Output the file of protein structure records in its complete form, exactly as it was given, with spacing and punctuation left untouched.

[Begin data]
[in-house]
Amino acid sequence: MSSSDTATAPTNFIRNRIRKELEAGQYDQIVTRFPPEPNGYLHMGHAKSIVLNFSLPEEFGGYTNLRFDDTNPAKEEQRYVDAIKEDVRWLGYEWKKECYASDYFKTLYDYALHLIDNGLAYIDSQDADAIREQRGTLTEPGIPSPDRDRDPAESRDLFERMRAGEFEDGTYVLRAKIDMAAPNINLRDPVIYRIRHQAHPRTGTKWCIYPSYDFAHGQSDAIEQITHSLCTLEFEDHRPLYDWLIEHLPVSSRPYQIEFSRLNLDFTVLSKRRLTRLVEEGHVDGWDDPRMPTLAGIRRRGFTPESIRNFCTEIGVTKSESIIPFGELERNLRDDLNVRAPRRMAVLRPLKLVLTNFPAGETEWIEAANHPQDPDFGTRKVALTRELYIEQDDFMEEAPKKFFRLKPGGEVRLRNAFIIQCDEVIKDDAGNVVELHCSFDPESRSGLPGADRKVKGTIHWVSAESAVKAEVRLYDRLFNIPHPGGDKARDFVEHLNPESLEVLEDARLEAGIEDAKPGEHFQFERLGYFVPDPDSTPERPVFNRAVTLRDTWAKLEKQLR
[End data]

[in-house]
Amino acid sequence: MSSSDTATAPTNFIRNRIRKELEAGQYDQIVTRFPPEPNGYLHMGHAKSIVLNFSLPEEFGGYTNLRFDDTNPAKEEQRYVDAIKEDVRWLGYEWKKECYASDYFKTLYDYALHLIDNGLAYIDSQDADAIREQRGTLTEPGIPSPDRDRDPAESRDLFERMRAGEFEDGTYVLRAKIDMAAPNINLRDPVIYRIRHQAHPRTGTKWCIYPSYDFAHGQSDAIEQITHSLCTLEFEDHRPLYDWLIEHLPVSSRPYQIEFSRLNLDFTVLSKRRLTRLVEEGHVDGWDDPRMPTLAGIRRRGFTPESIRNFCTEIGVTKSESIIPFGELERNLRDDLNVRAPRRMAVLRPLKLVLTNFPAGETEWIEAANHPQDPDFGTRKVALTRELYIEQDDFMEEAPKKFFRLKPGGEVRLRNAFIIQCDEVIKDDAGNVVELHCSFDPESRSGLPGADRKVKGTIHWVSAESAVKAEVRLYDRLFNIPHPGGDKARDFVEHLNPESLEVLEDARLEAGIEDAKPGEHFQFERLGYFVPDPDSTPERPVFNRAVTLRDTWAKLEKQLR